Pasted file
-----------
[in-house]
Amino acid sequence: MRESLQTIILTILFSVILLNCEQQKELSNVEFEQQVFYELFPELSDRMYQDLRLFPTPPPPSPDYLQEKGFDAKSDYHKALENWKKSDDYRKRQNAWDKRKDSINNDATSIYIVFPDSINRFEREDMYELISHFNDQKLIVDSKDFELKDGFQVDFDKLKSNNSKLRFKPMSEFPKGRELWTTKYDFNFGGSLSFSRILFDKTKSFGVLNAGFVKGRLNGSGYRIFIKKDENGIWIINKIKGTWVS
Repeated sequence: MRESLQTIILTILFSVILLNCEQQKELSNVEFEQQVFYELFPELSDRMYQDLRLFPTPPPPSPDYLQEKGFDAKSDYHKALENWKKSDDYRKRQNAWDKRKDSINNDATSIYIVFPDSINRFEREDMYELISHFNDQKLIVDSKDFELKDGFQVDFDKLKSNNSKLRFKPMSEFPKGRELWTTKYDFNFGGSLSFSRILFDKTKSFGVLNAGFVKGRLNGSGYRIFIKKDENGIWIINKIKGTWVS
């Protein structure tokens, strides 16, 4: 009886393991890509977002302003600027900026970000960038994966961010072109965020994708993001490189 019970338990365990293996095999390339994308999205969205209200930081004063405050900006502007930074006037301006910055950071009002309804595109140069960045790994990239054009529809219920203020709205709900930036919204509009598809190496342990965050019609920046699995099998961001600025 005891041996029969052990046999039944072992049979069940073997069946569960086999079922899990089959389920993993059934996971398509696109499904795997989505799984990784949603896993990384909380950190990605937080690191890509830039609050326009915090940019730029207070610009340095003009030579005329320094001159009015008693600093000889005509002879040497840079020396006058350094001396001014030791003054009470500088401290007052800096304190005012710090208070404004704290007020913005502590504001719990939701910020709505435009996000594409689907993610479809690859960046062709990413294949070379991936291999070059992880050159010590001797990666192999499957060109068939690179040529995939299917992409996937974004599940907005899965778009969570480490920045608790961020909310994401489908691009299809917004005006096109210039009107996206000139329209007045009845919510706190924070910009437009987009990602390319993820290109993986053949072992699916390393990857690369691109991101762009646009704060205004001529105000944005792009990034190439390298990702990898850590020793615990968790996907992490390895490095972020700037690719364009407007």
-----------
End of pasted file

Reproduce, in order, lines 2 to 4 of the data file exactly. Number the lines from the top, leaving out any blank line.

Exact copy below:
Amino acid sequence: MRESLQTIILTILFSVILLNCEQQKELSNVEFEQQVFYELFPELSDRMYQDLRLFPTPPPPSPDYLQEKGFDAKSDYHKALENWKKSDDYRKRQNAWDKRKDSINNDATSIYIVFPDSINRFEREDMYELISHFNDQKLIVDSKDFELKDGFQVDFDKLKSNNSKLRFKPMSEFPKGRELWTTKYDFNFGGSLSFSRILFDKTKSFGVLNAGFVKGRLNGSGYRIFIKKDENGIWIINKIKGTWVS
Repeated sequence: MRESLQTIILTILFSVILLNCEQQKELSNVEFEQQVFYELFPELSDRMYQDLRLFPTPPPPSPDYLQEKGFDAKSDYHKALENWKKSDDYRKRQNAWDKRKDSINNDATSIYIVFPDSINRFEREDMYELISHFNDQKLIVDSKDFELKDGFQVDFDKLKSNNSKLRFKPMSEFPKGRELWTTKYDFNFGGSLSFSRILFDKTKSFGVLNAGFVKGRLNGSGYRIFIKKDENGIWIINKIKGTWVS
């Protein structure tokens, strides 16, 4: 009886393991890509977002302003600027900026970000960038994966961010072109965020994708993001490189 019970338990365990293996095999390339994308999205969205209200930081004063405050900006502007930074006037301006910055950071009002309804595109140069960045790994990239054009529809219920203020709205709900930036919204509009598809190496342990965050019609920046699995099998961001600025 005891041996029969052990046999039944072992049979069940073997069946569960086999079922899990089959389920993993059934996971398509696109499904795997989505799984990784949603896993990384909380950190990605937080690191890509830039609050326009915090940019730029207070610009340095003009030579005329320094001159009015008693600093000889005509002879040497840079020396006058350094001396001014030791003054009470500088401290007052800096304190005012710090208070404004704290007020913005502590504001719990939701910020709505435009996000594409689907993610479809690859960046062709990413294949070379991936291999070059992880050159010590001797990666192999499957060109068939690179040529995939299917992409996937974004599940907005899965778009969570480490920045608790961020909310994401489908691009299809917004005006096109210039009107996206000139329209007045009845919510706190924070910009437009987009990602390319993820290109993986053949072992699916390393990857690369691109991101762009646009704060205004001529105000944005792009990034190439390298990702990898850590020793615990968790996907992490390895490095972020700037690719364009407007």